Another catch-22 can be found in contemporary European policies. In my recent book, Immigrants at the Margins, I look at two decades of law in the new countries of immigration, Spain and Italy. Their laws ostensibly emphasize integration, but at the same time welcome immigrants exclusively as workers in sectors shunned by locals, their legal status contingent on temporary work permits. So they pull in opposite directions at once; limiting immigrant socioeconomic inclusion by denying them permanent residence and ushering them onto the margins of the economy, while at the same time underwriting ambitious programs of social integration. This tension is the manifestation in the policy arena of a broader dialectic. That is, immigrants are useful as others, who work under conditions and for wages that native workers reject, but at the same time this otherness is the pivot on which racialization and anti-immigrant backlashes turn. So immigration law simultaneously constructs otherness and must combat its fallout, spending millions on doomed projects of integration. The consequence of these and similar contradictions in Europe, the U.S., and other capitalist democracies is not only frustration with the immigration problem. The human toll is enormous, with thousands of border crossing deaths every year, appalling living and working conditions for immigrants, and retaliation and civil rights violations by locals.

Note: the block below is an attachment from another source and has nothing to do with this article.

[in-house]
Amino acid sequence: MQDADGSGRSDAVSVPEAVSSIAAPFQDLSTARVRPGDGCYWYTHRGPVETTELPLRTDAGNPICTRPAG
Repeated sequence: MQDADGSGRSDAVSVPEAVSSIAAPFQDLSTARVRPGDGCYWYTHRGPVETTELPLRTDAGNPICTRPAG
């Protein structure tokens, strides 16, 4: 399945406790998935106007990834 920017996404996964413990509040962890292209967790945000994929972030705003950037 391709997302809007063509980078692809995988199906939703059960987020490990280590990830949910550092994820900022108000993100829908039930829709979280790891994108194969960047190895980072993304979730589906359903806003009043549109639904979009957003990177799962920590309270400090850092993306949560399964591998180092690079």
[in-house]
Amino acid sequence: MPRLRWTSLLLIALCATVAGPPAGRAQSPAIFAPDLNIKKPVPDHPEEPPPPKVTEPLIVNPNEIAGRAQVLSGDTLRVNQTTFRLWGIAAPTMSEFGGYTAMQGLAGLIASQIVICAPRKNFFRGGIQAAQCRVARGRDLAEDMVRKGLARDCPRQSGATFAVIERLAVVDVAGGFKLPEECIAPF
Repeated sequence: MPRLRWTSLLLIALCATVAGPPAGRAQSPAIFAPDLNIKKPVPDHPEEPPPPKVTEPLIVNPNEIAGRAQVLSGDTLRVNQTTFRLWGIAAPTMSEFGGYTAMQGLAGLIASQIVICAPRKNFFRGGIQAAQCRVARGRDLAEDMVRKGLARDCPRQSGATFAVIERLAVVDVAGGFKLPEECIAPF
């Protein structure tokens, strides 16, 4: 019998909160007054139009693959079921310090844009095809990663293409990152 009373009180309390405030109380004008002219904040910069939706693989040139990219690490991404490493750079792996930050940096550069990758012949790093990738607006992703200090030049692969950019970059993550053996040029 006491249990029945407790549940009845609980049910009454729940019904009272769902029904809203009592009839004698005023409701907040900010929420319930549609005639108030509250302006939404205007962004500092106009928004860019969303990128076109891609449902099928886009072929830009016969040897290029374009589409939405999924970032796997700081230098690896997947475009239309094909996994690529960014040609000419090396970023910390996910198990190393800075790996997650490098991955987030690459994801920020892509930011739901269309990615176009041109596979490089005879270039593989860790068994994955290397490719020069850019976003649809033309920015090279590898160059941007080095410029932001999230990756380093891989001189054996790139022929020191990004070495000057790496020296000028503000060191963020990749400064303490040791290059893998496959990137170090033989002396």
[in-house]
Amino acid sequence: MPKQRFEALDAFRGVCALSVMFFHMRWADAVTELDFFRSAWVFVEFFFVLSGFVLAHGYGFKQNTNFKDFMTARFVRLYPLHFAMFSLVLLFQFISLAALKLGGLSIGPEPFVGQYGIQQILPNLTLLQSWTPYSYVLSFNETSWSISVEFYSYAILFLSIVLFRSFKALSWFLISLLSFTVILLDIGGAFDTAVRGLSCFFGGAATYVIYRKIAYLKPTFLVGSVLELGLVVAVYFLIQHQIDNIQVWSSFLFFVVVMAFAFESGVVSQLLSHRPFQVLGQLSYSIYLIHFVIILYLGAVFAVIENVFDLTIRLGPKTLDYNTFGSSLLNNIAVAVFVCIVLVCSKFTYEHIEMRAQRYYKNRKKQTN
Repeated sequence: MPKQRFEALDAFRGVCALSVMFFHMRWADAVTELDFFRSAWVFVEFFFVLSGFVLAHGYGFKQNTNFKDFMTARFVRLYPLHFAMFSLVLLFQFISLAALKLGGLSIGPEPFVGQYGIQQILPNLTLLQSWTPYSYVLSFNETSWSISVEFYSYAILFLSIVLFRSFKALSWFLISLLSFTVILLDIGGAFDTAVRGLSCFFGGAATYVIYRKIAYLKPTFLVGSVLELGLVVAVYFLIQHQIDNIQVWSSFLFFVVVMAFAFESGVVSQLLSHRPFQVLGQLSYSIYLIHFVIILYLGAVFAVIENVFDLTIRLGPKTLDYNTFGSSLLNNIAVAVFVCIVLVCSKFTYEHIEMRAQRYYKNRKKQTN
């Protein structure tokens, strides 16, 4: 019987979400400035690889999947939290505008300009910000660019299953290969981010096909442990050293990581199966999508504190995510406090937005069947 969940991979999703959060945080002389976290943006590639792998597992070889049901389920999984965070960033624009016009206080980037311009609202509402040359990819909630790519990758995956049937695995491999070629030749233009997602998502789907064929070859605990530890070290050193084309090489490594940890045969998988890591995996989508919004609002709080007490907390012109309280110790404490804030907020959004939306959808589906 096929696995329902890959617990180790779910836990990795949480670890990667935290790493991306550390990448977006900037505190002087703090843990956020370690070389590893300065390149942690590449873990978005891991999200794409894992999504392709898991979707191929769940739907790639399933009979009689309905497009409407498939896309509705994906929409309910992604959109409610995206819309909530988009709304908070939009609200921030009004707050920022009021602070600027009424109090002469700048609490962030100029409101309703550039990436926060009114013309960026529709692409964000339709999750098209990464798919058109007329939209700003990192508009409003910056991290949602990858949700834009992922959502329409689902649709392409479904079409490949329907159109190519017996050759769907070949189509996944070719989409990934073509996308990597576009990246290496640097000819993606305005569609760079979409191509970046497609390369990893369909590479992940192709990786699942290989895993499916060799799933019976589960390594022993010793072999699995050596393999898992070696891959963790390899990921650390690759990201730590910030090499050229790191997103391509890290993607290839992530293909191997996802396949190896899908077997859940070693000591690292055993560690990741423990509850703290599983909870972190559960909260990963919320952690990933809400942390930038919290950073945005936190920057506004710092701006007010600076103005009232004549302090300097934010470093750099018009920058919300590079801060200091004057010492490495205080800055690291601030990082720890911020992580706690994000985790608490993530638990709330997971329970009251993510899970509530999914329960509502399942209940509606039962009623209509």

How might our academic studies help? Sociologists often study the deviant case in order to figure out what makes it deviate and, by extrapolation, what makes the normal normal. And Thorsten Sellin and the many criminologists he influenced asked what social conditions and life experiences are associated with high levels of delinquency and, by implication, what conditions might reduce it. In a similar way, a sociology of what does not work, or autopsies of legal failure, might help us piece together the required ingredients of success. At the very least, it might keep us from repeating the same mistakes over and over again. But, of course, it is not easy. Because, if I am right, it is not a matter of technical expertise alone. Instead it will involve finessing deep-rooted contradictions and a willingness to look outside the narrow box of immigration policy for solutions.”